Gene Therapy to Modulate Alpha-Synuclein in Synucleinopathies
The protein alpha-Synuclein (-Syn) is a key contributor to the etiology of Parkinson's disease (PD) with aggregation, trans-neuronal spread, and/or depletion of -Syn being viewed as crucial events in the molecular processes that result in neurodegeneration. The exact succession of pathological occurrences that lead to neuronal death are still largely unknown and are likely to be multifactorial in nature. Despite this unknown, -Syn dose and stability, autophagy-lysosomal dysfunction, and inflammation, amongst other cellular impairments, have all been described as participatory events in the neurodegenerative process. To that end, in this review we discuss the logical points for gene therapy to intervene in -Syn-mediated disease and review the preclinical body of work where gene therapy has been used, or could conceptually be used, to ameliorate -Syn induced neurotoxicity. We discuss gene therapy in the traditional sense of modulating gene expression, as well as the use of viral vectors and nanoparticles as methods to deliver other therapeutic modalities.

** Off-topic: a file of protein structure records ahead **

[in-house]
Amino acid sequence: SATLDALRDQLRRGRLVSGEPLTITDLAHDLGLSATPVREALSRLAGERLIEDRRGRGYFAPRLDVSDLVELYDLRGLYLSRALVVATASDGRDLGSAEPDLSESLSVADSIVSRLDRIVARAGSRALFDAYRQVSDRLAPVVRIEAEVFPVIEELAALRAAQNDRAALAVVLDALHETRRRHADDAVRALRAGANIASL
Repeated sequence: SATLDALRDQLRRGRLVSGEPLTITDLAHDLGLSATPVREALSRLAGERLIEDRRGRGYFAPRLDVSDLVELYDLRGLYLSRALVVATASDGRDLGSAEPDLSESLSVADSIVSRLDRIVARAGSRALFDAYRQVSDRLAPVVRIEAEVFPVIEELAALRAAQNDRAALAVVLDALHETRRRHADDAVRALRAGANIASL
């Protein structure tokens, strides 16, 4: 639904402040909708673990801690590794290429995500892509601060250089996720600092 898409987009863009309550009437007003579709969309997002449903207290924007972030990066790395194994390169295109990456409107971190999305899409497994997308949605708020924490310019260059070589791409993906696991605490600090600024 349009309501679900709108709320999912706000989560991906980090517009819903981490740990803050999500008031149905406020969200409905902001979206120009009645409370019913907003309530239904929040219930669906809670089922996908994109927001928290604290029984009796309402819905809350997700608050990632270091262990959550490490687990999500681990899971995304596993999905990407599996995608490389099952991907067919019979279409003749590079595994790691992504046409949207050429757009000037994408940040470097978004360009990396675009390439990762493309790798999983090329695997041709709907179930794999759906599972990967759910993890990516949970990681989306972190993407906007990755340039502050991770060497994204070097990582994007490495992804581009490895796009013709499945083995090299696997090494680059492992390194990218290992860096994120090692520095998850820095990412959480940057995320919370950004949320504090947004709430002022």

alpha-synuclein, gene therapy, lewy pathology, Parkinson's disease, synucleinopathies
Journal of Parkinson's Disease
Digital Object Identifier (DOI)
Sandoval, Ivette M.; Marmion, David J.; Meyers, Kimberly T.; and Manfredsson, Fredric P., "Gene Therapy to Modulate Alpha-Synuclein in Synucleinopathies" (2021). Translational Neuroscience. 1419.